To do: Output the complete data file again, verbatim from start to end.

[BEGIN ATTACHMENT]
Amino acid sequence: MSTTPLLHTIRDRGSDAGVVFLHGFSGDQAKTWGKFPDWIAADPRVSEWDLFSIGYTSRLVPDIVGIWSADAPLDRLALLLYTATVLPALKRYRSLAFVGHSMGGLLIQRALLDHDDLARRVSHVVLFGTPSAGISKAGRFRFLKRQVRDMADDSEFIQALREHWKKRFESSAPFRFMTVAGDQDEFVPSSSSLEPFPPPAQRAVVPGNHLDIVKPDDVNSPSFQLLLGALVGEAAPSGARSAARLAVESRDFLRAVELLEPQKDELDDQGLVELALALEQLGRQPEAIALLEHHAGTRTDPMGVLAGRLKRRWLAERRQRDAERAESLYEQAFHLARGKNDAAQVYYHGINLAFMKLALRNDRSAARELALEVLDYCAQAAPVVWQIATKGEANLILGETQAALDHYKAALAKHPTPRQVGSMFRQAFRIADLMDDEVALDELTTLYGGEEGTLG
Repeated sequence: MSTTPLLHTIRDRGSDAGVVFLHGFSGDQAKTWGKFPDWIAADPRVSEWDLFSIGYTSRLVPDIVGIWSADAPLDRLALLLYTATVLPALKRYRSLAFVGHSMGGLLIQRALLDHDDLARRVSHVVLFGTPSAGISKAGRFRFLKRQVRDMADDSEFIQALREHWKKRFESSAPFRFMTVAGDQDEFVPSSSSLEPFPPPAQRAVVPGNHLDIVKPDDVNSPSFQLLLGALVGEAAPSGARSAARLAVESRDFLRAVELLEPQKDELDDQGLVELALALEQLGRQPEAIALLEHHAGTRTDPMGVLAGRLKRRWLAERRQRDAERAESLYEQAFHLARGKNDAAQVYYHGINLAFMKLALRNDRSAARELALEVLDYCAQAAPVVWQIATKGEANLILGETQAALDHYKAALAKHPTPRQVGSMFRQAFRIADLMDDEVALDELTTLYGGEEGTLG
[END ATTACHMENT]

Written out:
Amino acid sequence: MSTTPLLHTIRDRGSDAGVVFLHGFSGDQAKTWGKFPDWIAADPRVSEWDLFSIGYTSRLVPDIVGIWSADAPLDRLALLLYTATVLPALKRYRSLAFVGHSMGGLLIQRALLDHDDLARRVSHVVLFGTPSAGISKAGRFRFLKRQVRDMADDSEFIQALREHWKKRFESSAPFRFMTVAGDQDEFVPSSSSLEPFPPPAQRAVVPGNHLDIVKPDDVNSPSFQLLLGALVGEAAPSGARSAARLAVESRDFLRAVELLEPQKDELDDQGLVELALALEQLGRQPEAIALLEHHAGTRTDPMGVLAGRLKRRWLAERRQRDAERAESLYEQAFHLARGKNDAAQVYYHGINLAFMKLALRNDRSAARELALEVLDYCAQAAPVVWQIATKGEANLILGETQAALDHYKAALAKHPTPRQVGSMFRQAFRIADLMDDEVALDELTTLYGGEEGTLG
Repeated sequence: MSTTPLLHTIRDRGSDAGVVFLHGFSGDQAKTWGKFPDWIAADPRVSEWDLFSIGYTSRLVPDIVGIWSADAPLDRLALLLYTATVLPALKRYRSLAFVGHSMGGLLIQRALLDHDDLARRVSHVVLFGTPSAGISKAGRFRFLKRQVRDMADDSEFIQALREHWKKRFESSAPFRFMTVAGDQDEFVPSSSSLEPFPPPAQRAVVPGNHLDIVKPDDVNSPSFQLLLGALVGEAAPSGARSAARLAVESRDFLRAVELLEPQKDELDDQGLVELALALEQLGRQPEAIALLEHHAGTRTDPMGVLAGRLKRRWLAERRQRDAERAESLYEQAFHLARGKNDAAQVYYHGINLAFMKLALRNDRSAARELALEVLDYCAQAAPVVWQIATKGEANLILGETQAALDHYKAALAKHPTPRQVGSMFRQAFRIADLMDDEVALDELTTLYGGEEGTLG